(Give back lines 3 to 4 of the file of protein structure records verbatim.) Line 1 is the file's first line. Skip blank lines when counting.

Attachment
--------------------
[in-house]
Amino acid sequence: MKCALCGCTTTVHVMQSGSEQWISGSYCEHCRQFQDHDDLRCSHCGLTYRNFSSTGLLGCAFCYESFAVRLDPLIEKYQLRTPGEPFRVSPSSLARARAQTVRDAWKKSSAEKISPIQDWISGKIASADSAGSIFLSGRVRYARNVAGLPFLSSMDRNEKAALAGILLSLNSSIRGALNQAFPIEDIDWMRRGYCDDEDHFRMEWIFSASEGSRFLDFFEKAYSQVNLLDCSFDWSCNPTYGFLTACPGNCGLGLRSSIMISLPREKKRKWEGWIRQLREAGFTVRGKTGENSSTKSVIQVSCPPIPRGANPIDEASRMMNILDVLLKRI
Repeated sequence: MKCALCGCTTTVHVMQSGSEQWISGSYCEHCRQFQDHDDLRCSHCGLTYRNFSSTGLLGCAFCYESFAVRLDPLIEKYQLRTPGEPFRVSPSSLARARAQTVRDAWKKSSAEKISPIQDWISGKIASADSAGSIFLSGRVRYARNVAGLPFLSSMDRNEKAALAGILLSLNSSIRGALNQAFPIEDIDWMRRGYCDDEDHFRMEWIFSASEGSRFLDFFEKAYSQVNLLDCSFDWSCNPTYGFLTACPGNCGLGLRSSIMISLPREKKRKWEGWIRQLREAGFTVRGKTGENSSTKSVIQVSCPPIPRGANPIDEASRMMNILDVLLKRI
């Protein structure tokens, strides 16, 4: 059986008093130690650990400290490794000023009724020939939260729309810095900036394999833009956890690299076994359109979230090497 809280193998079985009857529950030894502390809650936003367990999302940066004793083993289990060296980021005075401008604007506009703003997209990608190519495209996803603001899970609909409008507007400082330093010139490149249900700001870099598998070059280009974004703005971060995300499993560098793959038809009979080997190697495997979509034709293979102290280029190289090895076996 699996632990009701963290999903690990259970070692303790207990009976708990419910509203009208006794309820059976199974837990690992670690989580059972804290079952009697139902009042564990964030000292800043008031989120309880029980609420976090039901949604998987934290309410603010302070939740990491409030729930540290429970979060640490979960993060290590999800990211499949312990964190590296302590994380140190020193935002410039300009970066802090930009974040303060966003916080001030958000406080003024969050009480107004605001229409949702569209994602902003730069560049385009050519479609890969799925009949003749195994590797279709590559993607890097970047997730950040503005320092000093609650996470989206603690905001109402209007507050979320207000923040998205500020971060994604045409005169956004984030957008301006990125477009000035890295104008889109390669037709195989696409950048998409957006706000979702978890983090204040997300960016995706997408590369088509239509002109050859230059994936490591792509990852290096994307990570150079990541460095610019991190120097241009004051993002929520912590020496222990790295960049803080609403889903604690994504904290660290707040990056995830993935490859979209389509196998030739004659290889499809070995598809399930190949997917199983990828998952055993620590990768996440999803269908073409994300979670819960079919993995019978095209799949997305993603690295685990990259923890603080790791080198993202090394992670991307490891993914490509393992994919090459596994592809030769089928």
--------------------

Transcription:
Repeated sequence: MKCALCGCTTTVHVMQSGSEQWISGSYCEHCRQFQDHDDLRCSHCGLTYRNFSSTGLLGCAFCYESFAVRLDPLIEKYQLRTPGEPFRVSPSSLARARAQTVRDAWKKSSAEKISPIQDWISGKIASADSAGSIFLSGRVRYARNVAGLPFLSSMDRNEKAALAGILLSLNSSIRGALNQAFPIEDIDWMRRGYCDDEDHFRMEWIFSASEGSRFLDFFEKAYSQVNLLDCSFDWSCNPTYGFLTACPGNCGLGLRSSIMISLPREKKRKWEGWIRQLREAGFTVRGKTGENSSTKSVIQVSCPPIPRGANPIDEASRMMNILDVLLKRI
């Protein structure tokens, strides 16, 4: 059986008093130690650990400290490794000023009724020939939260729309810095900036394999833009956890690299076994359109979230090497 809280193998079985009857529950030894502390809650936003367990999302940066004793083993289990060296980021005075401008604007506009703003997209990608190519495209996803603001899970609909409008507007400082330093010139490149249900700001870099598998070059280009974004703005971060995300499993560098793959038809009979080997190697495997979509034709293979102290280029190289090895076996 699996632990009701963290999903690990259970070692303790207990009976708990419910509203009208006794309820059976199974837990690992670690989580059972804290079952009697139902009042564990964030000292800043008031989120309880029980609420976090039901949604998987934290309410603010302070939740990491409030729930540290429970979060640490979960993060290590999800990211499949312990964190590296302590994380140190020193935002410039300009970066802090930009974040303060966003916080001030958000406080003024969050009480107004605001229409949702569209994602902003730069560049385009050519479609890969799925009949003749195994590797279709590559993607890097970047997730950040503005320092000093609650996470989206603690905001109402209007507050979320207000923040998205500020971060994604045409005169956004984030957008301006990125477009000035890295104008889109390669037709195989696409950048998409957006706000979702978890983090204040997300960016995706997408590369088509239509002109050859230059994936490591792509990852290096994307990570150079990541460095610019991190120097241009004051993002929520912590020496222990790295960049803080609403889903604690994504904290660290707040990056995830993935490859979209389509196998030739004659290889499809070995598809399930190949997917199983990828998952055993620590990768996440999803269908073409994300979670819960079919993995019978095209799949997305993603690295685990990259923890603080790791080198993202090394992670991307490891993914490509393992994919090459596994592809030769089928």